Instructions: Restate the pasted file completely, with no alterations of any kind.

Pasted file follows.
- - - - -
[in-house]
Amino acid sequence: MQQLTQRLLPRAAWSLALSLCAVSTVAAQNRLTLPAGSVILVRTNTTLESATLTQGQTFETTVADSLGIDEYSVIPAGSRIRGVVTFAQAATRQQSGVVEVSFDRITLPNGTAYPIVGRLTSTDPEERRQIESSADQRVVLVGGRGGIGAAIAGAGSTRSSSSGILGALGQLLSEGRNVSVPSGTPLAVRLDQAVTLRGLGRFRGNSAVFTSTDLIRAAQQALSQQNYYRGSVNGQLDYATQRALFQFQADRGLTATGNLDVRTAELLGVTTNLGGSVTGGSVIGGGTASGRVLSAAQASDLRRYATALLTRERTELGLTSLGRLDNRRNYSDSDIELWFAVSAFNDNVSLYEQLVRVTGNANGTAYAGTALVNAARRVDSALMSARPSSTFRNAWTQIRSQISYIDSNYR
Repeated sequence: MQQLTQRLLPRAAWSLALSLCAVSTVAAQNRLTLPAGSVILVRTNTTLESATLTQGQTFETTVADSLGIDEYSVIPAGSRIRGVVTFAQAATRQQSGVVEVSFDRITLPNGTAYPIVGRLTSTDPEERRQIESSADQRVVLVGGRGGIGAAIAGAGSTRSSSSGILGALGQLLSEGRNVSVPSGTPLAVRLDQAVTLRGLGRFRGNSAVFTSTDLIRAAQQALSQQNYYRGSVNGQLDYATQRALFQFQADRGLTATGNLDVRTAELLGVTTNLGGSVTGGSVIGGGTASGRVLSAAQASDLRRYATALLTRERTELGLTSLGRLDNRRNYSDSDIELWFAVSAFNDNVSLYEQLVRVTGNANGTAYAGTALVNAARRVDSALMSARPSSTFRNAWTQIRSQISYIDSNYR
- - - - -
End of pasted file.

[in-house]
Amino acid sequence: MQQLTQRLLPRAAWSLALSLCAVSTVAAQNRLTLPAGSVILVRTNTTLESATLTQGQTFETTVADSLGIDEYSVIPAGSRIRGVVTFAQAATRQQSGVVEVSFDRITLPNGTAYPIVGRLTSTDPEERRQIESSADQRVVLVGGRGGIGAAIAGAGSTRSSSSGILGALGQLLSEGRNVSVPSGTPLAVRLDQAVTLRGLGRFRGNSAVFTSTDLIRAAQQALSQQNYYRGSVNGQLDYATQRALFQFQADRGLTATGNLDVRTAELLGVTTNLGGSVTGGSVIGGGTASGRVLSAAQASDLRRYATALLTRERTELGLTSLGRLDNRRNYSDSDIELWFAVSAFNDNVSLYEQLVRVTGNANGTAYAGTALVNAARRVDSALMSARPSSTFRNAWTQIRSQISYIDSNYR
Repeated sequence: MQQLTQRLLPRAAWSLALSLCAVSTVAAQNRLTLPAGSVILVRTNTTLESATLTQGQTFETTVADSLGIDEYSVIPAGSRIRGVVTFAQAATRQQSGVVEVSFDRITLPNGTAYPIVGRLTSTDPEERRQIESSADQRVVLVGGRGGIGAAIAGAGSTRSSSSGILGALGQLLSEGRNVSVPSGTPLAVRLDQAVTLRGLGRFRGNSAVFTSTDLIRAAQQALSQQNYYRGSVNGQLDYATQRALFQFQADRGLTATGNLDVRTAELLGVTTNLGGSVTGGSVIGGGTASGRVLSAAQASDLRRYATALLTRERTELGLTSLGRLDNRRNYSDSDIELWFAVSAFNDNVSLYEQLVRVTGNANGTAYAGTALVNAARRVDSALMSARPSSTFRNAWTQIRSQISYIDSNYR